What if Trump Was Leading America’s Policy on Israel and Gaza?

If only Trump were president, there would be no war in Gaza, no Iranian threat, and Netanyahu would meekly fall in line. Well, that’s the lunatic alternate reality that Trump and his rabid supporters are claiming – with a tailwind from hitherto serious commentators who ought to know better

Unfortunately, but utterly predictably, we are currently being forced to endure an onslaught of nonsensical comments like these. Some come from the source you would most expect, Trump himself. Some come from his rabid supporters. And some come from more serious commentators who have faulty memories.

Will Saletan/The Bulwark:

Nikki Haley Just Can’t Quit Trump

She claims to speak “hard truths”—but when it comes to the former president, she speaks mush.

IN THE WEEK SINCE the New Hampshire primary, Nikki Haley has sharpened her criticism of Donald Trump. On Monday, she was asked why. In an interview with Haley, CNBC’s Andrew Ross Sorkin pointed out that for months, Chris Christie had spoken bluntly about Trump, but Haley hadn’t. Now, Sorkin observed, Haley seems to be going after Trump. Why the shift?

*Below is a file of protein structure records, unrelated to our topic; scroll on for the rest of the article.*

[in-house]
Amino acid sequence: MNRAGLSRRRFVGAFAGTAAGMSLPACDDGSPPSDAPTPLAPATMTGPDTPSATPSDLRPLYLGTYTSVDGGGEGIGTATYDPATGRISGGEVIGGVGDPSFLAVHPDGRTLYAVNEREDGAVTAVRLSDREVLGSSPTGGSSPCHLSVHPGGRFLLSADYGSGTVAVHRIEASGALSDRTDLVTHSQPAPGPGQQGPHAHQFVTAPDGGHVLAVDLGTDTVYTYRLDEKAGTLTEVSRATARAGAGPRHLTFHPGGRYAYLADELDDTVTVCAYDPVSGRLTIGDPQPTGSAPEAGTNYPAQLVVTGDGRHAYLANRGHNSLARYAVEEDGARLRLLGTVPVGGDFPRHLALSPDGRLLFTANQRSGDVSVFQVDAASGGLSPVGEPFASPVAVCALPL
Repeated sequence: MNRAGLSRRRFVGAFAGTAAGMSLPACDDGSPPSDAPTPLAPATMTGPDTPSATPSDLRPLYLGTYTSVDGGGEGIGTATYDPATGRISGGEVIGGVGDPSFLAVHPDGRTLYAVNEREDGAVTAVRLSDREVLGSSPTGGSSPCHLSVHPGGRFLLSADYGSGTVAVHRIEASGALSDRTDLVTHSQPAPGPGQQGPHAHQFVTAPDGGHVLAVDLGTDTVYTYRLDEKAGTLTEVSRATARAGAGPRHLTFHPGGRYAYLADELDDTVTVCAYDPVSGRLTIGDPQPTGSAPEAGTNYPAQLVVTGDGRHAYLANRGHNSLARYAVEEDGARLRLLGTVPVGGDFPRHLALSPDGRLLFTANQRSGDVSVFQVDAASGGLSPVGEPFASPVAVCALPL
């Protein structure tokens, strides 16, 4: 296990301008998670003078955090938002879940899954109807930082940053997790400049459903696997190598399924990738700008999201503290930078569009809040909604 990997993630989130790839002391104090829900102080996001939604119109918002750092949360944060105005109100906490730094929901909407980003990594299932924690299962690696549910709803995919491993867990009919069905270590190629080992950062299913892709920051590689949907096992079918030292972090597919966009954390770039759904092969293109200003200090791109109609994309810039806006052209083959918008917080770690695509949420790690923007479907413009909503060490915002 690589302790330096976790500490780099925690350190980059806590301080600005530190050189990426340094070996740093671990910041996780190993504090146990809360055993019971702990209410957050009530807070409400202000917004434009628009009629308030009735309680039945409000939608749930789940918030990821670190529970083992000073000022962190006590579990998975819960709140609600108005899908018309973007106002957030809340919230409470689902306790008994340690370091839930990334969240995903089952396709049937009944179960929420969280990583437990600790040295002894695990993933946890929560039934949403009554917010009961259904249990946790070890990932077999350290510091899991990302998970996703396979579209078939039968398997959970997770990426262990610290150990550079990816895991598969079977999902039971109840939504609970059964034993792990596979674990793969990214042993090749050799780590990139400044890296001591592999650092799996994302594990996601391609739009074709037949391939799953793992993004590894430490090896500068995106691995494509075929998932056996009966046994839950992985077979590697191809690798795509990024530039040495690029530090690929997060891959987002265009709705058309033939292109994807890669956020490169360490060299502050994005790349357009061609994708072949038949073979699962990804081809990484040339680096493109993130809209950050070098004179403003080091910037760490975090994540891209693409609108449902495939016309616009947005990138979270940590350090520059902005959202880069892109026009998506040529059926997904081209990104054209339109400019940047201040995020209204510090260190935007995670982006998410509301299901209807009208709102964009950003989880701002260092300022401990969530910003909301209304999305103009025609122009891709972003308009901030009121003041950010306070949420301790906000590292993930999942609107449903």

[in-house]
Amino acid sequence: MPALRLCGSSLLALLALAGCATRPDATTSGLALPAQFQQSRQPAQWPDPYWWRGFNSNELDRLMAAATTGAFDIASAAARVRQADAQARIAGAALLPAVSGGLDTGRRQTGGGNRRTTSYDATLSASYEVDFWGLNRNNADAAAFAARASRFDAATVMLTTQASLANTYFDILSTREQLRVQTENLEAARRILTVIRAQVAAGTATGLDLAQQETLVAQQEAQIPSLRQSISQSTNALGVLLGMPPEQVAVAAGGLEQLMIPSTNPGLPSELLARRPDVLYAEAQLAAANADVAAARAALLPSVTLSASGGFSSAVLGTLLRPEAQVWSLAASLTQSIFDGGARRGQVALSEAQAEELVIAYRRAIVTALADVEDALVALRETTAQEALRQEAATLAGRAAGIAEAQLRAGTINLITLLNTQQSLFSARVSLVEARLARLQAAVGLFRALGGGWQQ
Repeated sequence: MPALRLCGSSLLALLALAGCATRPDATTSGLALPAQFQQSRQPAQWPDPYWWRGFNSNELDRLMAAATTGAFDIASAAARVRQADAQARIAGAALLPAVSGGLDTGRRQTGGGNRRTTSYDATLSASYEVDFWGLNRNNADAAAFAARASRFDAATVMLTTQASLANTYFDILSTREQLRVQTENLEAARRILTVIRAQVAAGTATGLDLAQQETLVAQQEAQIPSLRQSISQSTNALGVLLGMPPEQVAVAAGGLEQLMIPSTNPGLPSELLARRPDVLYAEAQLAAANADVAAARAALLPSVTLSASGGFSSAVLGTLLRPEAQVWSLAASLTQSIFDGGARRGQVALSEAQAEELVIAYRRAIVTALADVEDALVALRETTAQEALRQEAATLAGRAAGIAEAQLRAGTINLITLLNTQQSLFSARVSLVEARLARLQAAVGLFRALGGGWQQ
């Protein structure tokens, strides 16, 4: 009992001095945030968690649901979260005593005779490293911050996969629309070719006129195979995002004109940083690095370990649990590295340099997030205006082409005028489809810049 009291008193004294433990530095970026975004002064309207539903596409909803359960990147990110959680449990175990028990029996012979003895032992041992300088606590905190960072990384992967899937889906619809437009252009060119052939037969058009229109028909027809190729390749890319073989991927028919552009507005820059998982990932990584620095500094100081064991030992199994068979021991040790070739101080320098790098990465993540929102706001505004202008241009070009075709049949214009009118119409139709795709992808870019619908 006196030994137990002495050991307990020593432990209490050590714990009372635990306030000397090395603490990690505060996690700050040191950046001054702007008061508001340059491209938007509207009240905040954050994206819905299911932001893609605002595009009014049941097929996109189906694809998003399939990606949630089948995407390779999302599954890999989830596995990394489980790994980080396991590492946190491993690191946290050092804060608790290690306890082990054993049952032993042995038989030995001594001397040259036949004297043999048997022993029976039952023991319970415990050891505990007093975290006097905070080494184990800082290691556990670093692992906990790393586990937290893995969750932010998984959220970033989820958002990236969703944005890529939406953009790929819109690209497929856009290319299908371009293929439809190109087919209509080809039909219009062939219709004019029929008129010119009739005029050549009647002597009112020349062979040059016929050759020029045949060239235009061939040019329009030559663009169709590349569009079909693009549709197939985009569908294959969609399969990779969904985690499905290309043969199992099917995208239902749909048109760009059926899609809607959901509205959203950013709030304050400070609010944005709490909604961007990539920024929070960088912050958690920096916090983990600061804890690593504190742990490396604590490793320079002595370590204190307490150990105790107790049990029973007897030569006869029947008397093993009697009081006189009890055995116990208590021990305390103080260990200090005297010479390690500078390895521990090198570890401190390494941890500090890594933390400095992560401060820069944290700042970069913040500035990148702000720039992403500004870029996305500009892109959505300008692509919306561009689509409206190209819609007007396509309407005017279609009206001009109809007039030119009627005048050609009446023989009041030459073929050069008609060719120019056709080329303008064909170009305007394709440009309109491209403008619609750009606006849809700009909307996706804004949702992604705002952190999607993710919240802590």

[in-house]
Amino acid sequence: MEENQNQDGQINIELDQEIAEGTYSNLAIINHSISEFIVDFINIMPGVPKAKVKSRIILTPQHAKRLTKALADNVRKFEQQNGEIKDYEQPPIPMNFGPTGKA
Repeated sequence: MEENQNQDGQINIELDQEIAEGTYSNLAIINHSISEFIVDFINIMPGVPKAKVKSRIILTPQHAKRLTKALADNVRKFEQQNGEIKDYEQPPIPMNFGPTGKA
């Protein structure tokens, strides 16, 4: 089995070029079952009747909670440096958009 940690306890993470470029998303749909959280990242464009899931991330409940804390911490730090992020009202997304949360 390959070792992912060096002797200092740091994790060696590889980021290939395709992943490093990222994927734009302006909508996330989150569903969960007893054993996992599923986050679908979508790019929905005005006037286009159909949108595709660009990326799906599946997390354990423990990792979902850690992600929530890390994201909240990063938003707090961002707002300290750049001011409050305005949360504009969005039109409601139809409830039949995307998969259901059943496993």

Haley had a simple answer. When the Republican field was full of candidates, she explained, “it didn’t make sense” to focus on Trump. “I had others I had to get out of the way,” she said. But “now it’s a two-person race,” she told Sorkin. So “now I’m telling the truth about him.”

It was a classic Haley moment, exposing her habit of selective candor. Contrary to what she tells audiences—“I’ve always spoken in hard truths”—Haley got where she is by not telling the truth about Trump. Now she says she’ll be straight with us. But she won’t. Haley is doing what she has always done: ducking and hedging to keep her options open.